The movement to restore the Meccan aristocracy (the anticaliphate of Abdallah ibn al-Zubayr) and the anarchical forces of the Bedouin led to the second civil war, which was accompanied by epidemics and economic crises (683–92). Supported by the tribes which were settled in Syria, Abd al-Malik (685–705) secured the unity of the Empire. The price was a compromise between the religious ideal of the ‘just’ community and a secular concept of unity. But this compromise allowed the revelation of the Arab Prophet to become a world religion and brought about the intellectual integration of the empire from the Oxus to the Atlantic by means of a pervasive Islamic culture.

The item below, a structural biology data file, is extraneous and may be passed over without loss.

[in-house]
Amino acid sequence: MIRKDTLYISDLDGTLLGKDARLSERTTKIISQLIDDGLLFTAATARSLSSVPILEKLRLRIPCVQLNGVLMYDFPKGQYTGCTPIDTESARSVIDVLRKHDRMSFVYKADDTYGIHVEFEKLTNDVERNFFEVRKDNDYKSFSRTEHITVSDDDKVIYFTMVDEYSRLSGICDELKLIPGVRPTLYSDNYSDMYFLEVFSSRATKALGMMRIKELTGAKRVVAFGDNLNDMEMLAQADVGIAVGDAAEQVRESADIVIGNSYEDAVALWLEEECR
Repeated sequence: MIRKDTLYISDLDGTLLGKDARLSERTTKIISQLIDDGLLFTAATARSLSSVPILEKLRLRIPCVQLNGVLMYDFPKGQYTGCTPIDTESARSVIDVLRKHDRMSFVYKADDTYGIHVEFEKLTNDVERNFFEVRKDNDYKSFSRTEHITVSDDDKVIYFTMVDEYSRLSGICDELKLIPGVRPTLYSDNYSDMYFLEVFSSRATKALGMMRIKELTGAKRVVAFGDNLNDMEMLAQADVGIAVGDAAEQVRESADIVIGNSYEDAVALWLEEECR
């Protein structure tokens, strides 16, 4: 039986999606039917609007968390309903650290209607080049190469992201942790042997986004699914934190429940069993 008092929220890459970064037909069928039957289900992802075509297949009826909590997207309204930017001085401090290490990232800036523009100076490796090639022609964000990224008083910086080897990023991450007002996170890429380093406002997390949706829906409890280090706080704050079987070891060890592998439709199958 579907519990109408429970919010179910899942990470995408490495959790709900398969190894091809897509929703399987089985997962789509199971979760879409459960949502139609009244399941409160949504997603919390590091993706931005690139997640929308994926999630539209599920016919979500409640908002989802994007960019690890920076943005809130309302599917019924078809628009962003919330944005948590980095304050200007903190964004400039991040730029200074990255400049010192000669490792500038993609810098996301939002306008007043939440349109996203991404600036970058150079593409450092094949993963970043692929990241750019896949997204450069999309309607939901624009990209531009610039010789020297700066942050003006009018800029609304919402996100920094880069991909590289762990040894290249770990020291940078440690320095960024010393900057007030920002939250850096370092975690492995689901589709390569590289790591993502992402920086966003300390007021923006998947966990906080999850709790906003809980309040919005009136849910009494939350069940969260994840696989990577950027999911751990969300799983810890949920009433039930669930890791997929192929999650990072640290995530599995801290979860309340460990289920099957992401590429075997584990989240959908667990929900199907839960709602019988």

Under Abd al-Malik and his successor al-Walid (705–10), strong governors kept strife-torn Iraq under central control. Arab armies completed the conquests in the east and the west, thereby expanding the empire under caliphal control to its greatest size.Comprehensive governmental reforms established the administrative and financial autonomy of the state after the crisis decade of the civil war. Abd al-Malik ‘arabised’ and unified the chancelleries and the coinage; Umar ibn Abd al-Aziz (717–20) adapted taxation and state economy to circumstances which had changed through the Islamisation and the expansion of land ownership. He was not, however, able to carry through the work of reform before his premature death.In the last phase of the Umayyad state, conflict over the legitimacy and ‘justice’ of the regime weakened the solidarity of the Arabs. The strife and the rebellion of the tribes, combined with the many criticisms of the pious, the Kharijites, and the Shia about the secular ‘kingship’ of the dynasty, led to the decline of the Umayyads. They finally came to grief because of conflicts which resulted from the problems of the social assimilation and economic integration of the non-Arabs into the Islamic empire.